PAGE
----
I’d be surprised if the Padres didn’t blow away their international amateur budget before the current CBA expires after the 2016 season. That gives them the remaining few months of the 2014-’15 signing period, the upcoming 2015-’16 signing period, and the 2016-’17 period, which starts next July.

As I discussed last week, I think there’s a chance Preller and the Padres hold off on Moncada and stick within their spending budget in the 2015-’16 signing period, only to go all-in during the 2016-’17 signing period, which could see as many as 10 or 15 teams sidelined with severe spending restrictions. Under this scenario, the Padres would be able to gobble up top tier international amateur talent, much like the Yankees have during this signing period, without competition from most of the big market/big international spending teams.

Even if the Padres don’t follow that plan exactly, I’d expect them to be major players internationally, simply based on Preller’s track-record in both scouting and spending on young, foreign players. I know there’s still plenty of talk about the Padres signing Moncada this year, but I still think that’s probably unlikely. The price tag (and accompanying tax/penalties) is going to be really high, especially with teams like the Yankees, Dodgers, and Red Sox heavily involved. A baseball executive recently told Ken Rosenthal that Moncada likely won’t sign for more than $30 million (“$20 million-ish is more realistic”), but that seems more like an anonymous pipe dream than anything else. Most still expect Moncada’s price tag to be $40 million-plus, and that doesn’t include the $40 million-plus in taxes that’ll go to an MLB slush fund.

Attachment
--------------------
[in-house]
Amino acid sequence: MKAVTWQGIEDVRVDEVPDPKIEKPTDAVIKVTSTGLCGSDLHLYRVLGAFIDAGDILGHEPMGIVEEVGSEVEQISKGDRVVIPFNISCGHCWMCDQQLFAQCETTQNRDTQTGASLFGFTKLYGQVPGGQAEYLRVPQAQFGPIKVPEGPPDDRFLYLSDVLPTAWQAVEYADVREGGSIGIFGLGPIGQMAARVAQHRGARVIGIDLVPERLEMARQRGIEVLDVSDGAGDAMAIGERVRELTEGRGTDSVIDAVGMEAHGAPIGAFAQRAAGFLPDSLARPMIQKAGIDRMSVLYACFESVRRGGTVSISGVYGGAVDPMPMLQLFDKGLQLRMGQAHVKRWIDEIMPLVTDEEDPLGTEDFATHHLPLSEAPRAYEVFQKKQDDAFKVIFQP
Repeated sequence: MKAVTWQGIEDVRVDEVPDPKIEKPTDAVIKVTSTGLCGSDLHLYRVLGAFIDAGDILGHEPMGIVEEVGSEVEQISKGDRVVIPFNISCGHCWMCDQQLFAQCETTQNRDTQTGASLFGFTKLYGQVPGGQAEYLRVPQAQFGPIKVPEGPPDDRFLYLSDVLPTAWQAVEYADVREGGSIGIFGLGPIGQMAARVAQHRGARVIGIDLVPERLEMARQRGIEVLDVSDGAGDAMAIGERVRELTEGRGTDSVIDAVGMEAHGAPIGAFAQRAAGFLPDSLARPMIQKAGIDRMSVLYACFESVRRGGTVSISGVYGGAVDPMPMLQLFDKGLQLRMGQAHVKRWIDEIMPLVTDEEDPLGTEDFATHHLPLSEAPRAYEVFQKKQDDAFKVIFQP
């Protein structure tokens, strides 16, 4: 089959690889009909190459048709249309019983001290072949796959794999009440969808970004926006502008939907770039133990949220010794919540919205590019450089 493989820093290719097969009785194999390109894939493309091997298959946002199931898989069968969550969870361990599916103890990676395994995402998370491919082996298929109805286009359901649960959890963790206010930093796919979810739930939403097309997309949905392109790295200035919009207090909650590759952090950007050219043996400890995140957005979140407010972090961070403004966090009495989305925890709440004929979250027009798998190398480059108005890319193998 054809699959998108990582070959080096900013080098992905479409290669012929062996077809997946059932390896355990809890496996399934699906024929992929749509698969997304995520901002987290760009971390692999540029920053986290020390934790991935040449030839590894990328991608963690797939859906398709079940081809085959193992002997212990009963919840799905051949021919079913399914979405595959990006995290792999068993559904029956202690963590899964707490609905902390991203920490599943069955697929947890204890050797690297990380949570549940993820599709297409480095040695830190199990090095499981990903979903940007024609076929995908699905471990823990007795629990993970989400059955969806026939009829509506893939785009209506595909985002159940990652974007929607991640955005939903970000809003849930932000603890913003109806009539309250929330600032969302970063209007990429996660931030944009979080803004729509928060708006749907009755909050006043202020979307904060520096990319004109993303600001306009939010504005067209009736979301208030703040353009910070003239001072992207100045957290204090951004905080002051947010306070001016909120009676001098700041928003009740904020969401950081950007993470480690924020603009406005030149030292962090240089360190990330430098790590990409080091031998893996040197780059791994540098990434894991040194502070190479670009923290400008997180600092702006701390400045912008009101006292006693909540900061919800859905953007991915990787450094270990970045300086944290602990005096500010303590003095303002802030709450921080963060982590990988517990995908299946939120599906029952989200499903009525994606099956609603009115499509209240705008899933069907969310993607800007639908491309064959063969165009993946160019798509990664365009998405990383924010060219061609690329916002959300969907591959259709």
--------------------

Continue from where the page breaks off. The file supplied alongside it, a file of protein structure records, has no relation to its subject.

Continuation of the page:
There might be some incentive to get Robbie Erlin into the rotation, only to mix things up from a lefty/righty perspective. But I’d make Brandon Morrow the morning line favorite to win the fifth starter job, just because there’s probably the most upside there. From 2010 through 2012, he was a league average-ish pitcher in the American League East, and he struck out nearly 10 batters per nine. He’s obviously ran into a myriad of health issues over the years, which is why the Padres were able to sign him at a discounted rate (one-year, $2.5 million) this offseason.

But let’s say Odrisamer Despaigne does win the fifth starter spot. What happens with the other two? It’s tough to narrow the pitching staff down to, say, 12 or 13 names:

Rotation — Shields, Cashner, Kennedy, Ross, Despaigne
Bullpen — Benoit, Quakenbush, Torres, Maurer, Thayer, Vincent, (Shawn) Kelley
Fringe guys — Morrow, Erlin, (Casey) Kelly, Luebke, Johnson

There’s a lot of guys and only a limited number of spots. A non-starting Morrow probably fits better as a short-stint bullpen guy, just because of his velocity and stuff — he’s averaged 94 miles-per-hour as a starter and he has a plus slider. Erlin might make more sense as a spot starter/long-man, as he doesn’t have the kind of stuff that you’d expect to translate as well in the pen, plus he’s struggled versus left handers both in the majors and minors. I wouldn’t be surprised to see Erlin get more seasoning in the minors, to be honest.

They’ll probably just go with whoever they think is the best player, which is usually the strategy most teams seem to apply in the draft. Of course, we’ll know more about Preller’s and Co. draft strategy come June. I wouldn’t be surprised if the Padres did try to add some depth at certain positions (like shortstop), though, and they might use that as a sort of tie-breaker if they are torn between a few players.

Baseball Prospectus recently rated Triple-A El Paso as the Padres must-see minor league affiliate, and with good reason. They’ll likely have Austin Hedges (eventually), Rymer Liriano, Matt Wisler, and Taylor Lindsey.

But I’d definitely catch some San Antonio games if I were you. There’s a good shot Hedges starts the season there, and Hunter Renfroe should also be patrolling San Antonio’s outfield, at least until he hits his way to Triple-A. Soon-to-be 21-year-old Jose Rondon should also be the team’s Opening Day starting shortstop. So, yeah, early in the season at least, it looks like Double-A San Antonio will host a number of the Padres most intriguing prospects.